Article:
Saturday Mailbox


August 12, 2006

Church's role misunderstood

Much attention has been focused lately on the Archdiocese's efforts to demolish the Rochambeau apartment building and many of the facts surrounding the Archdiocese's decision to purchase the building and subsequent decision to demolish it have been distorted or altogether ignored.

The Catholic Church has many responsibilities in exercising its mission: to feed the hungry, clothe the naked, house the homeless, to educate our children and to preach the Gospel of Jesus Christ.

Cardinal William H. Keeler is charged with carrying out these responsibilities and has led campaigns that have raised more than $250 million for Catholic education, pastoral ministry and outreach ministries to the poor and needy.

The cardinal also has embraced his responsibility as steward of a National Historic Landmark, the Basilica, America's first cathedral. Doing so meant addressing the urgent crisis created by an aging infrastructure . Repairs and updates to the church accounted for over 80 percent of the cost of the project -- the vast majority of funds for which the cardinal raised nationally and internationally. By purchasing the Rochambeau, the Archdiocese was seizing an opportunity to own all of the property surrounding the Basilica, thereby ensuring that its attraction to tourists and pilgrims could eventually be enhanced along with the Church's religious presence on this site.

Though the Archdiocese intended to operate the Rochambeau as an apartment building , it was forced to accelerate plans for the property when it became economically infeasible to maintain. The building was not acquired for economic gain or for any malicious purpose.

The Basilica restoration and construction of the nearby John Paul II Memorial Prayer Garden represent an exercise of our Catholic mission. The Church believes that all of us need more opportunities in our daily lives for prayer, education about the history of religious freedom and inter-religious dialogue. These opportunities are no more important than our efforts to promote worship in our parishes, feed the poor, house the homeless and educate our children, but they are our mission nonetheless.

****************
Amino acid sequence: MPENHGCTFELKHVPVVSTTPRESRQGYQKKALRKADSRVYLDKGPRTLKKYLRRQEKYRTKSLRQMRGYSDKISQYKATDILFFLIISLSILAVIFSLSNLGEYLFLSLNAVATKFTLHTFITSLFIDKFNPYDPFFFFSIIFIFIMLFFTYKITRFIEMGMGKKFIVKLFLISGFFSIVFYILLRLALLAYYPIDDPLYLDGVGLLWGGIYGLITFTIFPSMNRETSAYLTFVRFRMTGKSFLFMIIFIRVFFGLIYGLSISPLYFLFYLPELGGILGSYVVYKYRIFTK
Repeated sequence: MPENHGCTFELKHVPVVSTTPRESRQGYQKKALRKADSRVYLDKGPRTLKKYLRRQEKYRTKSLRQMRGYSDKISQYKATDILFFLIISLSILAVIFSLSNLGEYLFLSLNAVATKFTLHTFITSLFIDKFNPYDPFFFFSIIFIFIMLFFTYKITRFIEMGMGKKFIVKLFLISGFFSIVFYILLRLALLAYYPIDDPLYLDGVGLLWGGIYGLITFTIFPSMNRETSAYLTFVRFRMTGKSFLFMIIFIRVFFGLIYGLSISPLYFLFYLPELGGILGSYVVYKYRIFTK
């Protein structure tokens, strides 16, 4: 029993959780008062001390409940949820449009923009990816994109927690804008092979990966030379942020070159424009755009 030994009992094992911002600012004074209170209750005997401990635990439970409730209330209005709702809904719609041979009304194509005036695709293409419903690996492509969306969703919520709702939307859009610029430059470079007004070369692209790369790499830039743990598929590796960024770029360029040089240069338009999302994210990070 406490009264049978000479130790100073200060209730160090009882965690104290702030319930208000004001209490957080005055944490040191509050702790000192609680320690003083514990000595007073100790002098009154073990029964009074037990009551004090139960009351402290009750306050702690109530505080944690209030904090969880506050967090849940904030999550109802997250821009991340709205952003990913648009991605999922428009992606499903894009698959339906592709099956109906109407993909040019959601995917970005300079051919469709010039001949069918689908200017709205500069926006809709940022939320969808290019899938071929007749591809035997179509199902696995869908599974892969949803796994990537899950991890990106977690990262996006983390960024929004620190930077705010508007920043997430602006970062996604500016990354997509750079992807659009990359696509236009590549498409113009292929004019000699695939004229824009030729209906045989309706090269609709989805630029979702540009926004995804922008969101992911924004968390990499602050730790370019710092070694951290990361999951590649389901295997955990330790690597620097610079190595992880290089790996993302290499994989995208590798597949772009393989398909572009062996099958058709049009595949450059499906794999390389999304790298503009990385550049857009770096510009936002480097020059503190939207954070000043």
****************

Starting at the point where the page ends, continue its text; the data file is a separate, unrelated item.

Bishop W. Francis Malooly


The writer is vicar general for the Baltimore Archdiocese.

New menhaden limit is a step backward

Some observers are applauding a major step backward in fisheries management as if it were a victory ("A good fish story," editorial, Aug. 7). But if we think of rules that allow companies to continue their bad behavior as a "compromise" that benefits the environment, it should surprise no one that the health of the Chesapeake Bay and our coastal bays will continue to fail.

Menhaden, like oysters, are filter feeders -- fish that clean the water with every gulp.

These fish are commercially harvested in the Atlantic Ocean and the Chesapeake Bay by just one company, Omega Protein. Although Omega is not allowed to harvest menhaden in Maryland waters, the company operates along Virginia's coast, catching enough menhaden every year to push the population of this species dangerously low.

The Atlantic States Marine Fisheries Commission issued a catch limit on menhaden that most recreational fishermen and conservationists felt was far too lenient because it was based on the number of menhaden Omega had caught over the past five years.

Virginia refused to implement even that gracious cap, and now has passed a limit that is not only higher than the one offered by the commission but allows Omega to catch more menhaden the next year if they fail to reach the limit in the previous year.

Meanwhile, the water keeps getting more polluted and these fish, which could help clean it, keep disappearing.

If this is what government calls a compromise, the Chesapeake Bay and other coastal bays are doomed.

Jay Charland


The writer is Assateague Coastkeeper for the Assateague Coastal Trust Inc.

The right `balance' on menhaden catch

Columnist Candus Thompson ("Minus founder, fishing trip still eases grief," Aug. 6) and the writer of the letter "More compromises will not save the bay" (Aug. 7) were right to question the use of the word "compromise" to describe the recent announcement by Virginia and Maryland regarding menhaden catch limits.

The Chesapeake Bay Foundation has been adamant that the action was not a "compromise," and the writers' impression that I called it one is incorrect. As reported by several papers, I called the action "a balance between conservation and commerce," which is a standard of good fisheries management.

Too often, fishery decisions have been skewed toward commerce at the expense of conservation.

The result has either been the protracted loss of a fishery or the need to compensate by skewing a subsequent decision toward conservation (e.g., the rockfish fishing moratorium).

And, in truth, Virginia's action on the menhaden was not a result of negotiation.

The action will put in place the first limit ever on the industrial catch in Virginia.

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